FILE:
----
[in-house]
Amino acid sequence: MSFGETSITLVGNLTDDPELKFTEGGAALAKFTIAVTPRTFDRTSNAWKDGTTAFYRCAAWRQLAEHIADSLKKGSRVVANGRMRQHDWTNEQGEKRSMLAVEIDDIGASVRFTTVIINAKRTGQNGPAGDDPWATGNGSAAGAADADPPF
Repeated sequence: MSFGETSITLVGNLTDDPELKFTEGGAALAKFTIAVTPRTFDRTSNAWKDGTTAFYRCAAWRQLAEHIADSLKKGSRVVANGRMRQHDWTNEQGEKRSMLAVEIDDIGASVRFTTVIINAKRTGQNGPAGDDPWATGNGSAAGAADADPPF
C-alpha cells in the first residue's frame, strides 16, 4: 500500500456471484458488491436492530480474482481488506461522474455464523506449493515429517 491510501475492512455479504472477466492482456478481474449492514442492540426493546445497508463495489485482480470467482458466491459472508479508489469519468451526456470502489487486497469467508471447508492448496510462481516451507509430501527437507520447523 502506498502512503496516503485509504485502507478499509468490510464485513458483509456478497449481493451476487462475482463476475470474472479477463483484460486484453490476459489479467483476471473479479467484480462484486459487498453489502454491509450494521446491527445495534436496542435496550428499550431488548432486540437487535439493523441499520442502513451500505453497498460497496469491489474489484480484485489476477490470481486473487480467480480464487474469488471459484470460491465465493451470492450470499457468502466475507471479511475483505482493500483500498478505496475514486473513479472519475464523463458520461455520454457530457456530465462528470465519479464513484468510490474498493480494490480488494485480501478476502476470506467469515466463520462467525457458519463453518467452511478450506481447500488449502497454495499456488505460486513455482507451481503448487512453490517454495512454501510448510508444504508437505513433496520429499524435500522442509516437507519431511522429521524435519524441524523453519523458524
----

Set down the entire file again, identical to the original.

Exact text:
[in-house]
Amino acid sequence: MSFGETSITLVGNLTDDPELKFTEGGAALAKFTIAVTPRTFDRTSNAWKDGTTAFYRCAAWRQLAEHIADSLKKGSRVVANGRMRQHDWTNEQGEKRSMLAVEIDDIGASVRFTTVIINAKRTGQNGPAGDDPWATGNGSAAGAADADPPF
Repeated sequence: MSFGETSITLVGNLTDDPELKFTEGGAALAKFTIAVTPRTFDRTSNAWKDGTTAFYRCAAWRQLAEHIADSLKKGSRVVANGRMRQHDWTNEQGEKRSMLAVEIDDIGASVRFTTVIINAKRTGQNGPAGDDPWATGNGSAAGAADADPPF
C-alpha cells in the first residue's frame, strides 16, 4: 500500500456471484458488491436492530480474482481488506461522474455464523506449493515429517 491510501475492512455479504472477466492482456478481474449492514442492540426493546445497508463495489485482480470467482458466491459472508479508489469519468451526456470502489487486497469467508471447508492448496510462481516451507509430501527437507520447523 502506498502512503496516503485509504485502507478499509468490510464485513458483509456478497449481493451476487462475482463476475470474472479477463483484460486484453490476459489479467483476471473479479467484480462484486459487498453489502454491509450494521446491527445495534436496542435496550428499550431488548432486540437487535439493523441499520442502513451500505453497498460497496469491489474489484480484485489476477490470481486473487480467480480464487474469488471459484470460491465465493451470492450470499457468502466475507471479511475483505482493500483500498478505496475514486473513479472519475464523463458520461455520454457530457456530465462528470465519479464513484468510490474498493480494490480488494485480501478476502476470506467469515466463520462467525457458519463453518467452511478450506481447500488449502497454495499456488505460486513455482507451481503448487512453490517454495512454501510448510508444504508437505513433496520429499524435500522442509516437507519431511522429521524435519524441524523453519523458524